By William Schomberg and Christine Murray
LONDON (Reuters) - Britain's unemployment rate fell to 7.6 percent in the three months to September, bringing it closer to the level at which the Bank of England will consider raising interest rates.
The figures, which lifted the pound and pushed government bond prices lower, were released an hour before the BoE was expected to acknowledge the labour market is recovering faster than it recently thought.
The BoE has made unemployment the lynchpin of its plan to keep interest rates at a record low and has said it will not raise them until the jobless rate falls at least to 7 percent.
In August, it said that would probably not happen for another three years but it is likely to bring forward that timeframe with its new forecasts due at 1030 GMT.
The unemployment rate of 7.6 percent represented a fall from the 7.7 percent reported for June-August and was the lowest since the March-May period of 2009.
The number of people claiming jobless benefits fell by 41,700 in October.
September's claimant count was also revised to show a drop of 44,700, the ONS said, making it the largest fall since 1997.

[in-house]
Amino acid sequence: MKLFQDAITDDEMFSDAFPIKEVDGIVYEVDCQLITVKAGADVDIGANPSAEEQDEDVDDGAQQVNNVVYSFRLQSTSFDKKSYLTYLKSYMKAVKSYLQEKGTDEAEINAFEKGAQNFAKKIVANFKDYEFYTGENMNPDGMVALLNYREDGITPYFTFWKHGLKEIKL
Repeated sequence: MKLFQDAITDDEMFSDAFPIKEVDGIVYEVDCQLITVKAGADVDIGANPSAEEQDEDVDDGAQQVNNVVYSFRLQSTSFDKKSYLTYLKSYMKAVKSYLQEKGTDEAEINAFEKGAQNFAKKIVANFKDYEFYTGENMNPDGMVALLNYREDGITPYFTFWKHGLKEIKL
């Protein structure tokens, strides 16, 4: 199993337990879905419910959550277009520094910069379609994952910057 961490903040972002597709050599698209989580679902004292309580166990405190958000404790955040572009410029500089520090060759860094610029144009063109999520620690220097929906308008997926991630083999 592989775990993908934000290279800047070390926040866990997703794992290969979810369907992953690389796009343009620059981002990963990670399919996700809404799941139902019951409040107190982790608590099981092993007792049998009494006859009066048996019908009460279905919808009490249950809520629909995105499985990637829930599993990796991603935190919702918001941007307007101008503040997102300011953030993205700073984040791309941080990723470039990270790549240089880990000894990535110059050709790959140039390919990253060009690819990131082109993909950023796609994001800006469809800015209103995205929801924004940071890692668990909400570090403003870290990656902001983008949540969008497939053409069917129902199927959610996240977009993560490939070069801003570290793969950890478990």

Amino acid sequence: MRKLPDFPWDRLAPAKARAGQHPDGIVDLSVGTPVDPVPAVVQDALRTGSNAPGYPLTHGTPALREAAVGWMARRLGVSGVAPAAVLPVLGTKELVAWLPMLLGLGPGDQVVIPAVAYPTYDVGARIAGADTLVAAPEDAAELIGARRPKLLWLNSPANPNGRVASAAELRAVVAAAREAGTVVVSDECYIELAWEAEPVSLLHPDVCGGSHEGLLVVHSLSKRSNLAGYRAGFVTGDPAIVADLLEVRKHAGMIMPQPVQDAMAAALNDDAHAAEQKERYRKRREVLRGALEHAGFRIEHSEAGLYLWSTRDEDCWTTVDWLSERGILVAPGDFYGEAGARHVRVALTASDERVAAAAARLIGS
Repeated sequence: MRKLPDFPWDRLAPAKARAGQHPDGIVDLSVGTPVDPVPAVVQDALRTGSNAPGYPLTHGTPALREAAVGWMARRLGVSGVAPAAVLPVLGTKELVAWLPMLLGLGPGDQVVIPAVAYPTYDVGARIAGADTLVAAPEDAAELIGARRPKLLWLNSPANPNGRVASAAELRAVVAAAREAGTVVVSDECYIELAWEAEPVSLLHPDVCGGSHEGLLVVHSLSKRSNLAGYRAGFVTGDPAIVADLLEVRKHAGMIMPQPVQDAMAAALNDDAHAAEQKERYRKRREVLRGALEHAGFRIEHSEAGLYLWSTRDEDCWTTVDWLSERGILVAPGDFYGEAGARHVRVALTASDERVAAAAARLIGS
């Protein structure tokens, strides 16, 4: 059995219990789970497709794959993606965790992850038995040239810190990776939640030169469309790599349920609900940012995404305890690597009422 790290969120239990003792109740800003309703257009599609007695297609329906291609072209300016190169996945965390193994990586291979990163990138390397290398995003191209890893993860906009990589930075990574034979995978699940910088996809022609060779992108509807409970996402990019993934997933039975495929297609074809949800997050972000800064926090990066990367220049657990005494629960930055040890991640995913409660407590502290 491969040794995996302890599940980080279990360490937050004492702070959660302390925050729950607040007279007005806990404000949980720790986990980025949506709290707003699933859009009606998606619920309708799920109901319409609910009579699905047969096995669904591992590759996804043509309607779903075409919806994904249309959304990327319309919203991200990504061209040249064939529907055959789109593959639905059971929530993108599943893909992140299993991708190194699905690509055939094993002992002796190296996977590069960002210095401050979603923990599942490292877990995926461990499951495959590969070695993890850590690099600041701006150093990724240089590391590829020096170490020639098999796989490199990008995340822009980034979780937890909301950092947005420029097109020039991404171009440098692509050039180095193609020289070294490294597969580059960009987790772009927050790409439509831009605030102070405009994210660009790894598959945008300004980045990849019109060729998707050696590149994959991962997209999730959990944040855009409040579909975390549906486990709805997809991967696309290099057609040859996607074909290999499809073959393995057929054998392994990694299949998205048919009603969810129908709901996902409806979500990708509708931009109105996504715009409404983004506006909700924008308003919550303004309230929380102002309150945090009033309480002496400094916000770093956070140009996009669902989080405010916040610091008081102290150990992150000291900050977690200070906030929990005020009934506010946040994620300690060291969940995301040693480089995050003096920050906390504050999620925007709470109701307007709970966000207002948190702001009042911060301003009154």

The number of people in work rose 177,000 and the percentage of 16-64 year-olds in employment rose to 71.8 percent.
Philip Rush, UK economist at Nomura noted that unemployment had now fallen 0.2 percentage points since the Bank's last quarterly forecasts.
"Crucially unemployment is coming down for the best of reasons - strong jobs growth," Rush said. "It's a strong report all round."
There have recently been more up-to-date signs of strength in the jobs market. A survey of purchasing managers by financial data firm Markit, published on November 5, showed hiring was its strongest since the survey began in 1998.
The recovery in Britain's labour market is being scrutinized by investors who are sceptical that unemployment will take anything like as long as the BoE forecasts to fall to 7 percent.
Analysts polled by Reuters expect the Bank will say that the rate is now on course to fall to 7 percent by either the fourth quarter of 2015 or the first three months of 2016.
Even as Britain's labour market picks up, many people in work are not seeing an improvement in their living standards.
Average weekly earnings growth including bonuses picked up by 0.7 percent in the three months to September compared with a year earlier.
Excluding bonuses, pay grew 0.8 percent, matching a record low since records began in 2001.
By contrast, inflation in September was 2.7 percent before it fell back to 2.2 percent in October.
(Editing by Christina Fincher)